The first combat A-4, renamed the V-2 (Vergeltungswaffe 2 "Retaliation/Vengeance Weapon 2") for propaganda purposes, was launched toward England on 7 September 1944, only 21 months after the project had been officially commissioned. Von Braun's interest in rockets was specifically for the application of space travel, not for killing people. Satirist Mort Sahl has been credited with mocking von Braun by saying "I aim at the stars, but sometimes I hit London." That line appears in the film I Aim at the Stars, a 1960 biographical film of von Braun.
During 1936, von Braun's rocketry team working at Kummersdorf investigated installing liquid-fuelled rockets in aircraft. Ernst Heinkel enthusiastically supported their efforts, supplying a He-72 and later two He-112s for the experiments. Later in 1936, Erich Warsitz was seconded by the RLM to von Braun and Heinkel, because he had been recognized as one of the most experienced test pilots of the time, and because he also had an extraordinary fund of technical knowledge.: 30 After he familiarized Warsitz with a test-stand run, showing him the corresponding apparatus in the aircraft, he asked: "Are you with us and will you test the rocket in the air? Then, Warsitz, you will be a famous man. And later we will fly to the Moon – with you at the helm!": 35
In June 1937, at Neuhardenberg (a large field about 70 km (43 mi) east of Berlin, listed as a reserve airfield in the event of war), one of these latter aircraft was flown with its piston engine shut down during flight by Warsitz, at which time it was propelled by von Braun's rocket power alone. Despite a wheels-up landing and the fuselage having been on fire, it proved to official circles that an aircraft could be flown satisfactorily with a back-thrust system through the rear.: 51
At the same time, Hellmuth Walter's experiments into hydrogen peroxide based rockets were leading towards light and simple rockets that appeared well-suited for aircraft installation. Also the firm of Hellmuth Walter at Kiel had been commissioned by the RLM to build a rocket engine for the He-112, so there were two different new rocket motor designs at Neuhardenberg: whereas von Braun's engines were powered by alcohol and liquid oxygen, Walter engines had hydrogen peroxide and calcium permanganate as a catalyst. Von Braun's engines used direct combustion and created fire, the Walter devices used hot vapors from a chemical reaction, but both created thrust and provided high speed.: 41 The subsequent flights with the He-112 used the Walter-rocket instead of von Braun's; it was more reliable, simpler to operate, and safer for the test pilot, Warsitz.: 55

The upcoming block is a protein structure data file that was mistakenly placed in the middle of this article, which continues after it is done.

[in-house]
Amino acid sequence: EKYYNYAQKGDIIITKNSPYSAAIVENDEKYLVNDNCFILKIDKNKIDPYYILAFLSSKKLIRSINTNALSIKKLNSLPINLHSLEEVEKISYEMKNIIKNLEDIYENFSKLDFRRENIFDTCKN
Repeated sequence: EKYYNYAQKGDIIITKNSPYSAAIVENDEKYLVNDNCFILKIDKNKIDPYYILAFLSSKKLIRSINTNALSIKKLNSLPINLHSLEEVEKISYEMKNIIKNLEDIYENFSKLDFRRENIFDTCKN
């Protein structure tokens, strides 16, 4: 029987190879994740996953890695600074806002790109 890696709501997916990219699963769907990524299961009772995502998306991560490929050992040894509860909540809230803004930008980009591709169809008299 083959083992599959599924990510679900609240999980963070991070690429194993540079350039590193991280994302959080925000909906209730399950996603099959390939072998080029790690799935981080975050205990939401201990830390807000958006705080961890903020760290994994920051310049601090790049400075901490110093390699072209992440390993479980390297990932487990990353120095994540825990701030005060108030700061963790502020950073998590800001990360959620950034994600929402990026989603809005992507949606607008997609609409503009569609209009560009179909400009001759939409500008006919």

SS General Hans Kammler, who as an engineer had constructed several concentration camps, including Auschwitz, had a reputation for brutality and had originated the idea of using concentration camp prisoners as slave laborers in the rocket program. Arthur Rudolph, chief engineer of the V-2 rocket factory at Peenemünde, endorsed this idea in April 1943 when a labor shortage developed. More people died building the V-2 rockets than were killed by it as a weapon. Von Braun admitted visiting the plant at Mittelwerk on many occasions, and called conditions at the plant "repulsive", but claimed never to have personally witnessed any deaths or beatings, although it had become clear to him by 1944 that deaths had occurred. He denied ever having visited the Mittelbau-Dora concentration camp itself, where 20,000 died from illness, beatings, hangings, and intolerable working conditions.
Some prisoners claim von Braun engaged in brutal treatment or approved of it. Guy Morand, a French resistance fighter who was a prisoner in Dora, testified in 1995 that after an apparent sabotage attempt, von Braun ordered a prisoner to be flogged, while Robert Cazabonne, another French prisoner, claimed von Braun stood by as prisoners were hanged by chains suspended by cranes.: 123–124 However, these accounts may have been a case of mistaken identity. Former Buchenwald inmate Adam Cabala claims that von Braun went to the concentration camp to pick slave laborers: